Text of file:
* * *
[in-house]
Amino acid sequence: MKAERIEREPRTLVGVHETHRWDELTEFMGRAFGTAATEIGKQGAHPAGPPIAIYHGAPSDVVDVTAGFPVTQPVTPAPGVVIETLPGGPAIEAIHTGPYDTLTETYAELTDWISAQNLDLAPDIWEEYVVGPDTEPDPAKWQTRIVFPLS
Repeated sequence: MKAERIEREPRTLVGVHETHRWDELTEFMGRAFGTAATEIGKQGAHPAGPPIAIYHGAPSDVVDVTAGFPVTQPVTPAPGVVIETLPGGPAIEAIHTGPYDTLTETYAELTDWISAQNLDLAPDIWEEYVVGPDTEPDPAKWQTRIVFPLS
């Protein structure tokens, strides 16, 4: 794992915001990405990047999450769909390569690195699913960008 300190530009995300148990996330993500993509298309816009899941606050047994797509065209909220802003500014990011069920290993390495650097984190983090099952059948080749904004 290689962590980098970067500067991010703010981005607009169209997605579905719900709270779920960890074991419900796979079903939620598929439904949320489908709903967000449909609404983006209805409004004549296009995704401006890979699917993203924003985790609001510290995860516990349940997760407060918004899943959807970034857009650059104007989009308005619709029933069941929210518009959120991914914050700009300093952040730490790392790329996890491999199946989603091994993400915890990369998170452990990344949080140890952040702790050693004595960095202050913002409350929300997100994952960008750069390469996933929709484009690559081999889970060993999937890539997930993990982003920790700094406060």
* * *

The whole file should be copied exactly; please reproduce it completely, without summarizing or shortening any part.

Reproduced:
[in-house]
Amino acid sequence: MKAERIEREPRTLVGVHETHRWDELTEFMGRAFGTAATEIGKQGAHPAGPPIAIYHGAPSDVVDVTAGFPVTQPVTPAPGVVIETLPGGPAIEAIHTGPYDTLTETYAELTDWISAQNLDLAPDIWEEYVVGPDTEPDPAKWQTRIVFPLS
Repeated sequence: MKAERIEREPRTLVGVHETHRWDELTEFMGRAFGTAATEIGKQGAHPAGPPIAIYHGAPSDVVDVTAGFPVTQPVTPAPGVVIETLPGGPAIEAIHTGPYDTLTETYAELTDWISAQNLDLAPDIWEEYVVGPDTEPDPAKWQTRIVFPLS
């Protein structure tokens, strides 16, 4: 794992915001990405990047999450769909390569690195699913960008 300190530009995300148990996330993500993509298309816009899941606050047994797509065209909220802003500014990011069920290993390495650097984190983090099952059948080749904004 290689962590980098970067500067991010703010981005607009169209997605579905719900709270779920960890074991419900796979079903939620598929439904949320489908709903967000449909609404983006209805409004004549296009995704401006890979699917993203924003985790609001510290995860516990349940997760407060918004899943959807970034857009650059104007989009308005619709029933069941929210518009959120991914914050700009300093952040730490790392790329996890491999199946989603091994993400915890990369998170452990990344949080140890952040702790050693004595960095202050913002409350929300997100994952960008750069390469996933929709484009690559081999889970060993999937890539997930993990982003920790700094406060």